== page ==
Footnote: The administrative record indicates that IRC did not file its Forms 17T until, at the earliest, January 25, 2001. (See Cert. Admin. R. at 336-42; Resp’t Br. at 11.) Nevertheless, the Indiana Board gave IRC the benefit of the doubt and considered them filed as of November 12, 1996 – the day IRC filed its Form 133 Petition for Correction of Error. (See Resp’t Br. at 11.)


Footnote: On December 31, 2001, the legislature abolished the State Board of Tax Commissioners (State Board). 2001 Ind. Acts 198 § 119(b)(2). Effective January 1, 2002, the legislature created the Indiana Board of Tax Review (Indiana Board) as “successor” to the State Board. Ind. Code Ann. §§ 6-1.5-1-3; 6-1.5-4-1 (West Supp. 2003); 2001 Ind. Acts 198 § 95. Thus, when a final determination was issued on IRC’s appeal in April 2002, it was issued by the Indiana Board.

Footnote:      Indiana Code § 6-1.1-26-1 provides that
A person . . . may file a claim for the refund of all or a portion of a tax installment which he has paid. However, the claim must be:

(1) filed with the auditor of the county in which the taxes were originally paid;
(2) filed within three (3) years after the taxes were first due;
(3) filed on the form prescribed by the state board of accounts and approved by the state board of tax commissioners; and
(4) based upon one (1) of the following grounds:
(i) Taxes on the same property have been assessed and paid more than once for the same year.
(ii) The taxes, as a matter of law, were illegal.
(iii) There was a mathematical error either in the computation of the assessment upon which the taxes were based or in the computation of the taxes.

Ind. Code Ann. § 6-1.1-26-1 (West 2000) (amended 2002) (emphasis added).


Footnote: In other words, IRC contends “the time for IRC to file that claim for the amount remaining due after credit does not even start until after IRC receives the credit on its next tax installment, and that credit proves insufficient.” (Pet’r Pet. for Reh’g at 3.)

Footnote: Stated another way, when a taxpayer files a claim for refund, it is only entitled to “go back” three years for relief. “Limitation periods for claims for refunds are . . . justified by the need for predictability of revenues by public agencies.” Marhoefer Packing Co., Inc. v. Indiana Dep’t of State Revenue, 301 N.E.2d 209, 215 (Ind. Ct. App. 1973) (internal quotation and citation omitted). Indeed, “[i]f no time limitation were placed upon refund claims, budgetary and fiscal planning would be rendered unduly difficult in that the amount of revenue available at any given time to defray the expenses of government would be uncertain as subject to stale claims.” Id.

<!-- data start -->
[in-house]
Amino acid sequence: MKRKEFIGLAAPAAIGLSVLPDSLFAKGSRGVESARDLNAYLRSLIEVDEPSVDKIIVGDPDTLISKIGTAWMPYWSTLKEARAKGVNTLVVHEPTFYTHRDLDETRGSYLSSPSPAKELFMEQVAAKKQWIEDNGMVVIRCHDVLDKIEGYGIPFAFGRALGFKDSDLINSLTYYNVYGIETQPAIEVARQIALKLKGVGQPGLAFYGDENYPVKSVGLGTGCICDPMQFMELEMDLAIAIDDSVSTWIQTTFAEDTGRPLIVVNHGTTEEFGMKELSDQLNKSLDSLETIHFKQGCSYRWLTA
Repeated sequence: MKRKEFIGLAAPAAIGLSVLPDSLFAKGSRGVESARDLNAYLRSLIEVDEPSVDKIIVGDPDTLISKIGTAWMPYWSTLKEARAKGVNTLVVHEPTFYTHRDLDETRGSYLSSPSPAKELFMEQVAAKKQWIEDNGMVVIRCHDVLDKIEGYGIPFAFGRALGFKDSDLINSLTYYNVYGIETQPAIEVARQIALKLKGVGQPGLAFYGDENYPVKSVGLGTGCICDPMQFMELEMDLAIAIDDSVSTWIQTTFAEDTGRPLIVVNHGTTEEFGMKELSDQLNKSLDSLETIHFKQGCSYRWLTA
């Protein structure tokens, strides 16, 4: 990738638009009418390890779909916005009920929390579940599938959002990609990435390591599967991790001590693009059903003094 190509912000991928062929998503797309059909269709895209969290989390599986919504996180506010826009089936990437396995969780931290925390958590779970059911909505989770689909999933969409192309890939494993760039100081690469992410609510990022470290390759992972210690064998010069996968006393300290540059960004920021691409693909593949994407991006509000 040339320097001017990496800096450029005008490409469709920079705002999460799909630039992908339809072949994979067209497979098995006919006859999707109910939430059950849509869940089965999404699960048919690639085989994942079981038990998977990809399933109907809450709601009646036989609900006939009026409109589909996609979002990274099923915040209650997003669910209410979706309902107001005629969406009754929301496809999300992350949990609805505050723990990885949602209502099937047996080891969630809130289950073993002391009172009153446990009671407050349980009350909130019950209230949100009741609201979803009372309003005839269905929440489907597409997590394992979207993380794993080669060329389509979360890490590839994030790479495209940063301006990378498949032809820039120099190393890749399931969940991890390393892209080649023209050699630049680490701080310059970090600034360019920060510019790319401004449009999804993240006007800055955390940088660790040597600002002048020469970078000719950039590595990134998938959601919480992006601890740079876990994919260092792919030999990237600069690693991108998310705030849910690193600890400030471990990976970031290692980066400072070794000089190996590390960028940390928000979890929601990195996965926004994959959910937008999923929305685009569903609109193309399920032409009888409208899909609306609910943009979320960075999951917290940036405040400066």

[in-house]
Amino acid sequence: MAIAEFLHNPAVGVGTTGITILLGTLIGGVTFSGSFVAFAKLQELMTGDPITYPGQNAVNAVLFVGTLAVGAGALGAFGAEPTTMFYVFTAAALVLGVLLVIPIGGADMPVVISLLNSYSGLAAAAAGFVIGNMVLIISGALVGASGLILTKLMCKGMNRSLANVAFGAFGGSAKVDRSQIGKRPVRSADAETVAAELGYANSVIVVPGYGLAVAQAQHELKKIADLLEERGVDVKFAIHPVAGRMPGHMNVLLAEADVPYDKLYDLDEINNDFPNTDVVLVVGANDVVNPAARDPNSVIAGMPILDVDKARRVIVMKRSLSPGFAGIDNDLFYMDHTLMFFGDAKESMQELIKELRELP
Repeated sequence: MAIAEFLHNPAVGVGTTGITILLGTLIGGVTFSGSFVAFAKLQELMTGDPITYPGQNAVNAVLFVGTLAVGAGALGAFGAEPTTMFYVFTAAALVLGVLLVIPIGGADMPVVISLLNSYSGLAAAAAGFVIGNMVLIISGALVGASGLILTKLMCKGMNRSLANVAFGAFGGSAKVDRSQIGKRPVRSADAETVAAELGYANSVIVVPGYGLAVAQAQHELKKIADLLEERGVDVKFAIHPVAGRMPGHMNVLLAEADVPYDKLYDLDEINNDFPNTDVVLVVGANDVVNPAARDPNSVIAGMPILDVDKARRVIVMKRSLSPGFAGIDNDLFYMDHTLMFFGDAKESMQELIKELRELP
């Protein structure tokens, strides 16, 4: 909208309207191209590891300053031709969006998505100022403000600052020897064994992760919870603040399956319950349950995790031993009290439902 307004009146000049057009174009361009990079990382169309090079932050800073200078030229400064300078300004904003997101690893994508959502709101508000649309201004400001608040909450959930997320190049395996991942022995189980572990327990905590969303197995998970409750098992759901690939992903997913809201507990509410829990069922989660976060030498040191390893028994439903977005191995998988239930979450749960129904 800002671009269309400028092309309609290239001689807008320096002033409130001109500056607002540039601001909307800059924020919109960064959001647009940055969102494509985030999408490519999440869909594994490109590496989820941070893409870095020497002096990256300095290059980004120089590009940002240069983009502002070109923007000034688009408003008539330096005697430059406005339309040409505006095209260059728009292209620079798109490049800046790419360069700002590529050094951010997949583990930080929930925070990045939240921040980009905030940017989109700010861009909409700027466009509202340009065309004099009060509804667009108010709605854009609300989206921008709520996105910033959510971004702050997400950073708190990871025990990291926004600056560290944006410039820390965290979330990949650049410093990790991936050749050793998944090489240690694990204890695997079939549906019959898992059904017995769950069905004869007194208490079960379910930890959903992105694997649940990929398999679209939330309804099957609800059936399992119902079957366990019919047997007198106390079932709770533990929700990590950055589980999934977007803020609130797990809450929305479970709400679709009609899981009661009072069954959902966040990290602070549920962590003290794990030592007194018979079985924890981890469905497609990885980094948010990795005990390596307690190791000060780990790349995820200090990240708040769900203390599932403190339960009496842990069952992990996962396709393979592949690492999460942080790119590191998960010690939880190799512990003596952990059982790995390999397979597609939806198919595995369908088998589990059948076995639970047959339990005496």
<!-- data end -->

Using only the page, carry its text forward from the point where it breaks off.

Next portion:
Footnote: More specifically, the requirements of Indiana Code § 6-1.1-26-1 are conditions precedent to the statutory right of refund. “A condition precedent is either a condition which must be performed before an obligation becomes binding or a condition which must be fulfilled before the duty to perform an existing obligation arises.” Graybar Elec. Co. v. State Bd. of Tax Comm’rs, 723 N.E.2d 491, 495 (Ind. Tax Ct. 2000) (citation omitted).

Footnote:      Indeed, when IRC filed its verified petition for judicial review with this Court, it alleged:
[t]he physical depreciation for the entire building was determined by the [Indiana] Board to be 30[%]. There is no probative evidence for such a determination. . . . [T]he forty year life expectancy [table] is to be used for ‘wood joist apartments, offices, and medical facilities, parking garages, all fire resistant buildings not listed elsewhere, railroad siding, elevated steel tanks, masonry stacks, retaining walls, and dock facilities[.]’ The 40 year life expectancy table is the correct table for all the building except . . . the Tennis Court Area. The depreciation for all of the building except for the Tennis Court Area should be 35%. . . . The depreciation for the Tennis Court Area should be 45%.

(Pet’r V. Pet. for Judicial Review of a Final Determination of the Indiana Board of Tax Review at 10-11, filed June 3, 2002.)

Footnote: This result may seem odd in light of the fact that simultaneous with the filing of this order, the Court also issues an order in which it denies IRC a physical depreciation adjustment with respect to its 1989 assessment. More specifically, in that order, this Court held that IRC’s facility (both the tennis court area and the lobby/locker room areas) was not entitled to a depreciation adjustment because the issue was not raised in its verified petition for judicial review, nor did IRC address the issue in either its written briefs or its oral argument. See Indianapolis Racquet Club, Inc. v. Washington Township (Marion County) Assessor, Cause No. 49T10-0206-TA-60 (Ind. Tax Ct. May 28, 2004) (order denying petition for rehearing).
This Court may only decide those issues placed before it. Because IRC raised the issue with this Court in its request for relief for the 1991 assessment, the Court addresses the issue. Having failed to place the issue before the Court with respect to the appeal of its 1989 assessment, however, IRC was denied the relief for that assessment.